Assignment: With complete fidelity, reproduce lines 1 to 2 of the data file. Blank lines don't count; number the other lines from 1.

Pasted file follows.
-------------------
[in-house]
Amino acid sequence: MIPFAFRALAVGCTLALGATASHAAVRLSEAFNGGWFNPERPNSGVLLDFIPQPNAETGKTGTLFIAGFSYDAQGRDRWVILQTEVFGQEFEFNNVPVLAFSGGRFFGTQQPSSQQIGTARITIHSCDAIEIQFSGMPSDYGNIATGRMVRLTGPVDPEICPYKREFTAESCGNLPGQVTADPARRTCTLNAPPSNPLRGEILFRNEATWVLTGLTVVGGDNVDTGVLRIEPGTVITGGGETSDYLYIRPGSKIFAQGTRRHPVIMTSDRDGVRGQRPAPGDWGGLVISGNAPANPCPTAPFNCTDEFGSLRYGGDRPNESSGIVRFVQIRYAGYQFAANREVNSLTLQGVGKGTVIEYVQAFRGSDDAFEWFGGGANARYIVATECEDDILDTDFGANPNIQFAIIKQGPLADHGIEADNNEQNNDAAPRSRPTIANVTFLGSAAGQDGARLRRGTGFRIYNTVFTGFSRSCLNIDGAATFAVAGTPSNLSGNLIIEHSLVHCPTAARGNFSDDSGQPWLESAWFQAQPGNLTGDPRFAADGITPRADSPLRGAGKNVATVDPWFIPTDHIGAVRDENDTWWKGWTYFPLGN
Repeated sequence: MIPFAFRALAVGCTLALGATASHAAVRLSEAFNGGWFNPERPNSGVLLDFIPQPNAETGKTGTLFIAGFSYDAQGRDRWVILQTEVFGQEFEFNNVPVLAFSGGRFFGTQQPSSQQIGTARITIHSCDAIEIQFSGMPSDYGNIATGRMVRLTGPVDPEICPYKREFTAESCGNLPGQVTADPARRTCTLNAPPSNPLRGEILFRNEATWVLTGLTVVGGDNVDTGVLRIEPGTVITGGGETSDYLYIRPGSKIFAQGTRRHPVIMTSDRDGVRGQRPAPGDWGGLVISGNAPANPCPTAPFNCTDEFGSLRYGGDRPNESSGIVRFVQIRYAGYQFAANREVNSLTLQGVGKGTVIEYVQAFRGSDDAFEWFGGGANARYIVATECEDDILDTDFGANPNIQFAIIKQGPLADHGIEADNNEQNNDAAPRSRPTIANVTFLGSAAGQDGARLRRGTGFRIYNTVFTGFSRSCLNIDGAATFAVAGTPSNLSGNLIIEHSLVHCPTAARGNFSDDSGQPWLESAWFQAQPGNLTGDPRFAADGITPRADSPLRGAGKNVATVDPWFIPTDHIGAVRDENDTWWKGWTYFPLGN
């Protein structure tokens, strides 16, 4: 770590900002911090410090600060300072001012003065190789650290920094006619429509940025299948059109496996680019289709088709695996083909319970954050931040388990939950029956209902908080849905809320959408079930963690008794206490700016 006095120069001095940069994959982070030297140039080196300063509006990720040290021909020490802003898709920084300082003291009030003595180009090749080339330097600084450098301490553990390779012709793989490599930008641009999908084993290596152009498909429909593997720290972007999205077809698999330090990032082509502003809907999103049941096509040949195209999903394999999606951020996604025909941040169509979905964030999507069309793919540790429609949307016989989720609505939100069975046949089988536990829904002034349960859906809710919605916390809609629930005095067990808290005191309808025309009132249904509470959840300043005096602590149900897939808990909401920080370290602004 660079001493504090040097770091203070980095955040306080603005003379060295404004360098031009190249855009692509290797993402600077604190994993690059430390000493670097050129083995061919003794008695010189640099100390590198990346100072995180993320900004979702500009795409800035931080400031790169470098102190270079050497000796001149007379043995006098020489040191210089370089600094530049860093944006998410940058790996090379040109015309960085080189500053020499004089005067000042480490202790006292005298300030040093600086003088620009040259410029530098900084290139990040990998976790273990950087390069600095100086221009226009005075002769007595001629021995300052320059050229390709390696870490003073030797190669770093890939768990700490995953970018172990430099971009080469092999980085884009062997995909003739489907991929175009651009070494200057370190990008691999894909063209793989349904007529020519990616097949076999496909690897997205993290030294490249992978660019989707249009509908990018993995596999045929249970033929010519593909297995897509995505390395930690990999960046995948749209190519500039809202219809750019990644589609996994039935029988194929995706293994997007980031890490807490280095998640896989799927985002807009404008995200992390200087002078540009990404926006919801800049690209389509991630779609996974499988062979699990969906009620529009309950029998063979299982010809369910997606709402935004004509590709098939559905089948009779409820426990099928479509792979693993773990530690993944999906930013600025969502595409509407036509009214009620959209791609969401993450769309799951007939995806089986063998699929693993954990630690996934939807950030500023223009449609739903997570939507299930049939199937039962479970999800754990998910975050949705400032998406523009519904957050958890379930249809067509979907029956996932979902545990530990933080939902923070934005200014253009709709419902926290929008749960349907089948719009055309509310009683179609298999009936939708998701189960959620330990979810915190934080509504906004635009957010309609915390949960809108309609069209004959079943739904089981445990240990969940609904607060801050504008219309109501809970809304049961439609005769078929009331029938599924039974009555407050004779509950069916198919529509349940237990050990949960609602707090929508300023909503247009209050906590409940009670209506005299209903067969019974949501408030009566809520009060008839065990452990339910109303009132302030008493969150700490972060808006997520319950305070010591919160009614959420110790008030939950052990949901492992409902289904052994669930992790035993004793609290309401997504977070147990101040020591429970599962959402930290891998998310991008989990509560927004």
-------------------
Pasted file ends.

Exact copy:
[in-house]
Amino acid sequence: MIPFAFRALAVGCTLALGATASHAAVRLSEAFNGGWFNPERPNSGVLLDFIPQPNAETGKTGTLFIAGFSYDAQGRDRWVILQTEVFGQEFEFNNVPVLAFSGGRFFGTQQPSSQQIGTARITIHSCDAIEIQFSGMPSDYGNIATGRMVRLTGPVDPEICPYKREFTAESCGNLPGQVTADPARRTCTLNAPPSNPLRGEILFRNEATWVLTGLTVVGGDNVDTGVLRIEPGTVITGGGETSDYLYIRPGSKIFAQGTRRHPVIMTSDRDGVRGQRPAPGDWGGLVISGNAPANPCPTAPFNCTDEFGSLRYGGDRPNESSGIVRFVQIRYAGYQFAANREVNSLTLQGVGKGTVIEYVQAFRGSDDAFEWFGGGANARYIVATECEDDILDTDFGANPNIQFAIIKQGPLADHGIEADNNEQNNDAAPRSRPTIANVTFLGSAAGQDGARLRRGTGFRIYNTVFTGFSRSCLNIDGAATFAVAGTPSNLSGNLIIEHSLVHCPTAARGNFSDDSGQPWLESAWFQAQPGNLTGDPRFAADGITPRADSPLRGAGKNVATVDPWFIPTDHIGAVRDENDTWWKGWTYFPLGN